NFU Mutual said it had seen a stark rise in injury claims from farmers in 2013, particularly those involving people falling from height.
The NFU Mutual figures were brought in to sharp focus with the news of another farm tragedy, this time in the Scottish Borders.
It was revealed NFU Scotland livestock board convenor Jim Sharp, 67, died at his farm in Lauder, on Monday, while operating a grain auger. NFUS president Nigel Miller described Mr Sharp as man of ‘sharp intellect’.
Lindsay Sinclair, chief executive of NFU Mutual, said: “In 2013 we saw a substantial increase in large claims. Many involved a fall from height, resulting in extensive bodily injury and a requirement for life-long care. The number of serious accidents on farms is getting worse, not better.
Mr Sinclair said while farming accounted for just 1.5 per cent of the UK workforce, it was responsible for 15-20 per cent of all workplace fatalities.
He added: “The impact on individual lives is enormous. With our risk management services subsidiary and the newly-formed NFU Mutual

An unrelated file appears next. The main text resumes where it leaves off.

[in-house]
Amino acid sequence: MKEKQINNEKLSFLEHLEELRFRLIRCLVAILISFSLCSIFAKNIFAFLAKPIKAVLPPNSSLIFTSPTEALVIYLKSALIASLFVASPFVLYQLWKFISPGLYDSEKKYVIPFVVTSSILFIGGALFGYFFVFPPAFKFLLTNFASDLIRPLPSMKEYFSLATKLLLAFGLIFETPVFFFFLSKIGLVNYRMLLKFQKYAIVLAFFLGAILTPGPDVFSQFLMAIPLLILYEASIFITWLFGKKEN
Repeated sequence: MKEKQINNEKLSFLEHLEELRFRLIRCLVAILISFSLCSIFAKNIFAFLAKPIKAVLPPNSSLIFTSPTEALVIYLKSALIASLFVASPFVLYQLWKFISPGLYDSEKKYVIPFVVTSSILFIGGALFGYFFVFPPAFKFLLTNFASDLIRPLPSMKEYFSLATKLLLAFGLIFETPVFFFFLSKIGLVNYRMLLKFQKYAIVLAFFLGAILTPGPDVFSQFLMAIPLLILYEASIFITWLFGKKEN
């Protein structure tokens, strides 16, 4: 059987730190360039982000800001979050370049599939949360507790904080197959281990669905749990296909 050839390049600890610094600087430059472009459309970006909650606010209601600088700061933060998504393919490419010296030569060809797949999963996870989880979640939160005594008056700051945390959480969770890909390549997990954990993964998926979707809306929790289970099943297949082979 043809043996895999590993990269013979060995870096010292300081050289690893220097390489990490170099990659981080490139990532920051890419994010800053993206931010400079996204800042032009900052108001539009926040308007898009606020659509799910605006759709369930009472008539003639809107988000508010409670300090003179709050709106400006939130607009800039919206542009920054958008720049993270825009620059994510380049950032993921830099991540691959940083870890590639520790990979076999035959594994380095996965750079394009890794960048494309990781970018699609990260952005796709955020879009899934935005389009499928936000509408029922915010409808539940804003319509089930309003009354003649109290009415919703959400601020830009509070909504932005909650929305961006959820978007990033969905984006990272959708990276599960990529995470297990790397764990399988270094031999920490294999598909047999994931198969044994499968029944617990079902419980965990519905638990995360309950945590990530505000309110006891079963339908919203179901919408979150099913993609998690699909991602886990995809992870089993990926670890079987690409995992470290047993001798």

Farm Safety Foundation, which is a charitable foundation, we are working closely with our members to help them to better manage the risks they face.”
The shocking figures came as the insurance provider announced a strong set of annual financial results. It saw a 1.5 per cent growth in general premium income to £1.29 billion, which contributed to a 92.4 per cent rise in profits over the year to £635 million.
The Health and Safety Executive (HSE) underlined NFU Mutual’s comments about the worrying lack of safety on-farm and said the industry had a poor record of managing risk.
Rick Brunt, head of agriculture at HSE, said: “These figures do not show the impact left on the family and friends of those killed, or who suffer life-changing injuries.
“It is the farmers and the workers who must acknowledge and manage the risks by committing to what are often simple, common sense changes to the work they do.”
NFU regulatory affairs adviser Ben Ellis said falls from height were one of the most common injuries on-farm.
He said: “We would urge farmers to plan and undertake work in a safe manner at all times. This applies when there are clear risks such as working on roofs, but also at other times when the risk may not be so obvious, such as climbing on vehicles.”